Amid the turmoil of the investigation into collusion with Russia, Donald Trump met with Ukraine's president. But while Petro Poroshenko may look strong to the US, Trump's eastern Ukraine agenda remains unclear.
Ukrainian President Petro Poroshenko managed to wedge himself into the White House schedule on Tuesday. The meeting came ahead of a rumored face-to-face between US President Donald Trump and his Russian counterpart Vladimir Putin on the sidelines of the G-20 summit in Hamburg next month.
Poroshenko's visit was not an official, bilateral meeting, but rather a simple "drop-in" and Oval Office photo opportunity, after some lingering uncertainty that Trump would even meet him in the first place.
"We've had some very, very good discussions," Trump said after the meeting, sitting next to Poroshenko in the Oval Office. "I think a lot of progress has been made."
Ukraine is "a place that we've all been very much involved in and we've been seeing it and everybody has been reading about it," Trump noted.
In brief comments, Poroshenko described the US as a "reliable supporter and partner."
The White House issued a statement after the meeting saying discussions focused on "support for the peaceful resolution to the conflict in eastern Ukraine and President Poroshenko's reform agenda and anticorruption efforts."
Questions over peace framework
There was no mention of the Minsk agreement, the 2015 accord which calls for a ceasefire, the withdrawal of heavy weapons from the front line and constitutional reforms to give more autonomy to Ukraine's restive eastern region. It is all but stalled by most experts' estimates, and Kyiv is under huge pressure to comply with its end of the obligations.
"[US Secretary of State Rex] Tillerson has talked about doubting the Minsk process, and suggested that the US may be losing patience," said Donald Jensen, senior fellow at the Center for European Policy Analysis and a former US diplomat.
It doesn't help matters, however, that there doesn't seem to be any direction in Washington from the top.
"We don't know where Trump is on Ukraine," said Charles Kupchan, a senior fellow at the Council on Foreign Relations and a professor at Georgetown University. "He has said almost nothing since becoming president."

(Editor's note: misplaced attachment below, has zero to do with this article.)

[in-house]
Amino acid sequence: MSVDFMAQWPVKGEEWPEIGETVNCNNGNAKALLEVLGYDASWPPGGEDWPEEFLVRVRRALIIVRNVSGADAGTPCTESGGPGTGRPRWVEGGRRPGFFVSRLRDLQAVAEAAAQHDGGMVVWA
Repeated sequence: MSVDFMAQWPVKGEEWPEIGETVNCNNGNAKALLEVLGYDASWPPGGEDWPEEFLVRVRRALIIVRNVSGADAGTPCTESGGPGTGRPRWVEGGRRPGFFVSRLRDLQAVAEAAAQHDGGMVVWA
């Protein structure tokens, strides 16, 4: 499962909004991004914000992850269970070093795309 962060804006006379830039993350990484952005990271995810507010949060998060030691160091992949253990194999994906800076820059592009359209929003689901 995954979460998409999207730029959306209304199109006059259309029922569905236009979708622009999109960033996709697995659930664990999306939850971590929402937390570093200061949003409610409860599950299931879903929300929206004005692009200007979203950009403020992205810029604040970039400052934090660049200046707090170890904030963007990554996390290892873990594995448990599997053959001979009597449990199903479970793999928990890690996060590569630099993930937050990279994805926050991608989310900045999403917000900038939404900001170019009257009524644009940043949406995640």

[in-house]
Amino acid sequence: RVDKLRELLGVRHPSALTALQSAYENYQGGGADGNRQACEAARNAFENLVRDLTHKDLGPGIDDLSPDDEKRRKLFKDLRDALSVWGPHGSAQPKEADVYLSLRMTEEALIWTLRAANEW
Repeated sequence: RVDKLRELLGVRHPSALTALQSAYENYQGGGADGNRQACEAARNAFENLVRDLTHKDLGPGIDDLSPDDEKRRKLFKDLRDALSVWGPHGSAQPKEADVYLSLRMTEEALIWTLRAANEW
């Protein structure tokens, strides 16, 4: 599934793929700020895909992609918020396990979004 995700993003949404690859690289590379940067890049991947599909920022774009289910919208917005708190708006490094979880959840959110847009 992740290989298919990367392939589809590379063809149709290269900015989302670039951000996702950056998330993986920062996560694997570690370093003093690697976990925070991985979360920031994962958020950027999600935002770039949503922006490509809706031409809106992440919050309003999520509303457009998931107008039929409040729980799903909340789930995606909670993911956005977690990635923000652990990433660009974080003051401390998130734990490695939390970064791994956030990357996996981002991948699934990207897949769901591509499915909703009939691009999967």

Something to gain
Ahead of both the Tuesday White House meeting and the G-20 summit, Russian news outlet Kommersant reported that Kyiv is drafting a new proposal for the "peaceful reintegration" of the eastern Donbass region. According to Balazs Jarabik, nonresident scholar of Eastern and Central Europe at the Carnegie Endowment for International Peace, the new proposal is a bid to push for concessions from Trump.
What the Ukrainians could ask for ranges from the US pledging to continue foreign aid to the country, to technical assistance, to more military support. Mark Simakovsky, senior nonresident fellow at the Atlantic Council, said Ukrainians would want to showcase the progress their administration has made, while pushing for Trump to not let up on sanctions.
"Without the sanctions regime, Russia is less likely to come to the table," he said.
Ahead of the leaders' meeting, the US Treasury added 38 people and companies to a list of those targeted by sanction.
"US sanctions related to Crimea will not be lifted until Russia ends its occupation of the peninsula," the Treasury said in a statement.
Russia was quick to condemn the added sanctions with Foreign Minister Sergey Lavrov calling them "Russophobia."
But Trump also had something else to gain from the meeting with Poroshenko: the appearance of being fair.
"They wanted to send a signal that they continue to support Ukraine," said Simakovsky. "But this is mostly window dressing, to banish accusations that they're going soft on Russia."
"Trump has been skeptical of deepening relations with Ukraine," he added. "[The Trump administration is] being cautious in engaging, and not looking to tie themselves into any commitments for fear it could upset improving relations with Moscow."
The Clinton conundrum
There was one more reason for Kyiv to push for Tuesday's White House sit-down. It's no secret that the Ukrainian government was heavily supportive of Hillary Clinton, Trump's opponent during the 2016 US presidential election, and panicked when she lost, according to Jarabik.
"The Ukrainians are very nervous. They really put all their eggs in the Hillary Clinton basket," he said.
"Trump [during the campaign] talked about recognizing Crimea and throwing Ukraine under the bus," said Georgetown University's Kupchan. "That rattled politicians in Kyiv and made it all the more important that Trump see Poroshenko before he sees Putin."
Poroshenko's main goal, Kupchan concluded, is to garner a show of support for Ukraine, while facing down an unruly parliament at home and a US administration that has aspirations to be close with Russia.
"The Trump administration will continue supporting Ukraine if Kyiv will move on its obligations in regards to the Minsk agreement," said Jarabik. "One can say that this is what Moscow wants, but this is also reality catching up with Kyiv."